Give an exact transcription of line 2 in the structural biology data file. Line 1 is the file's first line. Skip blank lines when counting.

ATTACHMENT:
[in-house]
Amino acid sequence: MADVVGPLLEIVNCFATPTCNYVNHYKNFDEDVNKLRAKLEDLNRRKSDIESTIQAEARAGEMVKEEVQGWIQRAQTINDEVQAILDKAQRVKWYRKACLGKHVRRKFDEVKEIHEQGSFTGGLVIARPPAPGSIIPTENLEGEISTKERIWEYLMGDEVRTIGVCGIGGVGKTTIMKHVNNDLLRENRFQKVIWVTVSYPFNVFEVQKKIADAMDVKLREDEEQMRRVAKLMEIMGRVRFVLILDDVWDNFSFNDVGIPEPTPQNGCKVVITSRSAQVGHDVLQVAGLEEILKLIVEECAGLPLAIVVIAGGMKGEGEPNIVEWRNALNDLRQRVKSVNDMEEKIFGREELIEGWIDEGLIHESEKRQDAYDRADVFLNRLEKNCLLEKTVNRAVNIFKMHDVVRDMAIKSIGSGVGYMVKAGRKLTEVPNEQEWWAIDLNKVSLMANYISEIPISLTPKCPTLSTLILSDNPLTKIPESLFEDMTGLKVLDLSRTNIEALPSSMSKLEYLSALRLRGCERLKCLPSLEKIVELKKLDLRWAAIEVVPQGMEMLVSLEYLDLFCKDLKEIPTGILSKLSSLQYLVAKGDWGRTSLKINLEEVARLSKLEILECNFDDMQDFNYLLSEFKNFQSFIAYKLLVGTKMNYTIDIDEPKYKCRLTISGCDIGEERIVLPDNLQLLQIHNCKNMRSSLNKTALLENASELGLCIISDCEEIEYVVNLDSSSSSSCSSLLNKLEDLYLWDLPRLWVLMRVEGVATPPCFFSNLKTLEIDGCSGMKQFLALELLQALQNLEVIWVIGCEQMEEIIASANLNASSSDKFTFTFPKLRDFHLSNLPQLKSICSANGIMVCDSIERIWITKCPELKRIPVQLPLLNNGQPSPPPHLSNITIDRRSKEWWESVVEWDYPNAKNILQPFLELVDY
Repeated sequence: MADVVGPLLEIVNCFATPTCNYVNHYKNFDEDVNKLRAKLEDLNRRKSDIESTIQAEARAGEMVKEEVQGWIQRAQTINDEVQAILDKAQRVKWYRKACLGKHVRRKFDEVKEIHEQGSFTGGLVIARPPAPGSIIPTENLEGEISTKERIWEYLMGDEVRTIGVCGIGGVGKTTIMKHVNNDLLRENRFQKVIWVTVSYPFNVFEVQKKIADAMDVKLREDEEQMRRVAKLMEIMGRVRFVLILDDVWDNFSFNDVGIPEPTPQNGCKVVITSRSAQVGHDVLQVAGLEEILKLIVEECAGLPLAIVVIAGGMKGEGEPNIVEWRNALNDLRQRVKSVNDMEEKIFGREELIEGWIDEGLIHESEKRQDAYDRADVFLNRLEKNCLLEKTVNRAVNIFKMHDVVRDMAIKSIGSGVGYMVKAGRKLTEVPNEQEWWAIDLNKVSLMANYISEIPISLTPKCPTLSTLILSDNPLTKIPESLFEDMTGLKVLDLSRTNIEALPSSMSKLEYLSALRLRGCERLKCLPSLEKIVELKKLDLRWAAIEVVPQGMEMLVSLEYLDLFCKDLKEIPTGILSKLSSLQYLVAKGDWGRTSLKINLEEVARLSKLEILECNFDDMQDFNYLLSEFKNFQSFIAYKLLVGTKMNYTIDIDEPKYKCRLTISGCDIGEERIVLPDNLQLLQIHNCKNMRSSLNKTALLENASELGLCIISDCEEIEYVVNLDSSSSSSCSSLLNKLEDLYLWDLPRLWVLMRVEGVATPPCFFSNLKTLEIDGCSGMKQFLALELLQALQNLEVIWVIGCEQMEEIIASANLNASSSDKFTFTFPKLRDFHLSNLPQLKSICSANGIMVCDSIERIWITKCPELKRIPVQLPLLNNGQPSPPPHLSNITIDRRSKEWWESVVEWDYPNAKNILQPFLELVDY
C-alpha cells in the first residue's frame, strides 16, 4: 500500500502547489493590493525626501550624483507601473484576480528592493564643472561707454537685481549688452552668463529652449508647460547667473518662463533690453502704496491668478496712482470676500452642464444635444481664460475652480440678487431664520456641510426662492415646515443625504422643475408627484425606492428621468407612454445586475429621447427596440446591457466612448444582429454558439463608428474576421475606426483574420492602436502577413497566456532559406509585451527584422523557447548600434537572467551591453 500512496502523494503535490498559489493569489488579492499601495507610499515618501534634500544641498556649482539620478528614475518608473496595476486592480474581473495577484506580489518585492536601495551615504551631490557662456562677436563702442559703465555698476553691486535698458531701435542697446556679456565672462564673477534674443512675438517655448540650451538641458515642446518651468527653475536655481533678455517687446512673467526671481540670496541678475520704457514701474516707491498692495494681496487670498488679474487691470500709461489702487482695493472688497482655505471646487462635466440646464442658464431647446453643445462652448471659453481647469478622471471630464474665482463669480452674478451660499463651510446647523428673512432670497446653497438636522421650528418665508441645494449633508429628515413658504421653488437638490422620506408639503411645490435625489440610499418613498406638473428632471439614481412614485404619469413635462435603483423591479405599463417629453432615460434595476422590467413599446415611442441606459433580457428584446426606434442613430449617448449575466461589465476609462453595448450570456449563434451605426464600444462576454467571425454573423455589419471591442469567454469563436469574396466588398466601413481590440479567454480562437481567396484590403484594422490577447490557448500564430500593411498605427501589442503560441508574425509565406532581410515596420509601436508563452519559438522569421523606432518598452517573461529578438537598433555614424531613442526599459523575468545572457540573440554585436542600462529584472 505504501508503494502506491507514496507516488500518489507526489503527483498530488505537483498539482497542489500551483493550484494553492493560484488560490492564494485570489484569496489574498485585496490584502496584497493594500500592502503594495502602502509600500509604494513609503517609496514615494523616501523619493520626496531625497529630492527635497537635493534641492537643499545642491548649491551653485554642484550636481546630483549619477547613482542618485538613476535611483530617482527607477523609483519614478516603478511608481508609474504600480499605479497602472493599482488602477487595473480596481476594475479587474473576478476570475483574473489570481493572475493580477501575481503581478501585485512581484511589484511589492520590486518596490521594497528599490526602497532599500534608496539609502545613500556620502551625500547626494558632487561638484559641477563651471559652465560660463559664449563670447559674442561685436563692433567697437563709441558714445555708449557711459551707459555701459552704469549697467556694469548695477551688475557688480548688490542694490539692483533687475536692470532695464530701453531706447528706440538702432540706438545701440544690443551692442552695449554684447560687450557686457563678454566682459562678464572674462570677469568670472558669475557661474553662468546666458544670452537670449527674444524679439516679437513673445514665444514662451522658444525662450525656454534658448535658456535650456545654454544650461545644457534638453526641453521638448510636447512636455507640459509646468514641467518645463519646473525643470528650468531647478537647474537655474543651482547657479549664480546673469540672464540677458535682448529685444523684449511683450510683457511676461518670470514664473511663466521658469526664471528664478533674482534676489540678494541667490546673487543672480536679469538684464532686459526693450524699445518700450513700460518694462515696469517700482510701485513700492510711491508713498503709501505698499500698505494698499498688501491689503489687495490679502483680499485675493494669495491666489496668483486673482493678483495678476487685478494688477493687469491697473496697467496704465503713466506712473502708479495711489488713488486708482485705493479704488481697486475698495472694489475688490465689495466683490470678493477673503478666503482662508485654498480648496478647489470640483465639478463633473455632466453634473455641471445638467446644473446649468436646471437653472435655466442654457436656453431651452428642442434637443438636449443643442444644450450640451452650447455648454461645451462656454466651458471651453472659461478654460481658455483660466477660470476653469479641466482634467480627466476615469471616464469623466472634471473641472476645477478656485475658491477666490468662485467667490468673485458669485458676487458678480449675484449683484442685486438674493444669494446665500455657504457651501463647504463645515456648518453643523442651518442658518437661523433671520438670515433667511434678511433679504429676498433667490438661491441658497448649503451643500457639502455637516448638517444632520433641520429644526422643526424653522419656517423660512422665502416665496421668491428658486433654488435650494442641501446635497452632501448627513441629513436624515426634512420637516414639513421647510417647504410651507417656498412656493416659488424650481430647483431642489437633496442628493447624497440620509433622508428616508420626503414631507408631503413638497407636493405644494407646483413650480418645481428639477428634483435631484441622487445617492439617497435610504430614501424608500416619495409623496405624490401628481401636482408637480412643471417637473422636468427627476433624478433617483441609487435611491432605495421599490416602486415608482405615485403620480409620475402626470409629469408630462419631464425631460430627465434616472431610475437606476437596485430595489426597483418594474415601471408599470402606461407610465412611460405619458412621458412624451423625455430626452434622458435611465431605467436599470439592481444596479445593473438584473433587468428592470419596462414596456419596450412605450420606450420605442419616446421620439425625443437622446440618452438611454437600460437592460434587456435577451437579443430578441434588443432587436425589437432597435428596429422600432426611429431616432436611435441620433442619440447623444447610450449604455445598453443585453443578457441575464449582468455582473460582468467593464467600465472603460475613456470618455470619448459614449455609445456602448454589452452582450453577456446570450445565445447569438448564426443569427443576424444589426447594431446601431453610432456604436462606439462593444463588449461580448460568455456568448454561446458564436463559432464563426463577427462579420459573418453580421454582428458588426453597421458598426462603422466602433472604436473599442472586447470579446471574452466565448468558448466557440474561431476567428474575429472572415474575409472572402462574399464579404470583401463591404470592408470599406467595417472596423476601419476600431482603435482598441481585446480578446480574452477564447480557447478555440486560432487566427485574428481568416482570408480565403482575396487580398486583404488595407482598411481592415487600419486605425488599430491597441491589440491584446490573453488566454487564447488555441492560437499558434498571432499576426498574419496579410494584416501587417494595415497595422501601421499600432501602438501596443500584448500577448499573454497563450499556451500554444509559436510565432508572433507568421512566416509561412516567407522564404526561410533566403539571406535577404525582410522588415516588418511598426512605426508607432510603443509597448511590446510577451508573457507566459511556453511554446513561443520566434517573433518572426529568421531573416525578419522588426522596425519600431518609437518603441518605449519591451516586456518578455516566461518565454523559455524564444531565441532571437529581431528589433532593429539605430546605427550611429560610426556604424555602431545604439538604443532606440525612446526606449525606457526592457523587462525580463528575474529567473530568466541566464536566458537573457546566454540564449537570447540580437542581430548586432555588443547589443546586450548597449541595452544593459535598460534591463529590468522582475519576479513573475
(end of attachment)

Amino acid sequence: MADVVGPLLEIVNCFATPTCNYVNHYKNFDEDVNKLRAKLEDLNRRKSDIESTIQAEARAGEMVKEEVQGWIQRAQTINDEVQAILDKAQRVKWYRKACLGKHVRRKFDEVKEIHEQGSFTGGLVIARPPAPGSIIPTENLEGEISTKERIWEYLMGDEVRTIGVCGIGGVGKTTIMKHVNNDLLRENRFQKVIWVTVSYPFNVFEVQKKIADAMDVKLREDEEQMRRVAKLMEIMGRVRFVLILDDVWDNFSFNDVGIPEPTPQNGCKVVITSRSAQVGHDVLQVAGLEEILKLIVEECAGLPLAIVVIAGGMKGEGEPNIVEWRNALNDLRQRVKSVNDMEEKIFGREELIEGWIDEGLIHESEKRQDAYDRADVFLNRLEKNCLLEKTVNRAVNIFKMHDVVRDMAIKSIGSGVGYMVKAGRKLTEVPNEQEWWAIDLNKVSLMANYISEIPISLTPKCPTLSTLILSDNPLTKIPESLFEDMTGLKVLDLSRTNIEALPSSMSKLEYLSALRLRGCERLKCLPSLEKIVELKKLDLRWAAIEVVPQGMEMLVSLEYLDLFCKDLKEIPTGILSKLSSLQYLVAKGDWGRTSLKINLEEVARLSKLEILECNFDDMQDFNYLLSEFKNFQSFIAYKLLVGTKMNYTIDIDEPKYKCRLTISGCDIGEERIVLPDNLQLLQIHNCKNMRSSLNKTALLENASELGLCIISDCEEIEYVVNLDSSSSSSCSSLLNKLEDLYLWDLPRLWVLMRVEGVATPPCFFSNLKTLEIDGCSGMKQFLALELLQALQNLEVIWVIGCEQMEEIIASANLNASSSDKFTFTFPKLRDFHLSNLPQLKSICSANGIMVCDSIERIWITKCPELKRIPVQLPLLNNGQPSPPPHLSNITIDRRSKEWWESVVEWDYPNAKNILQPFLELVDY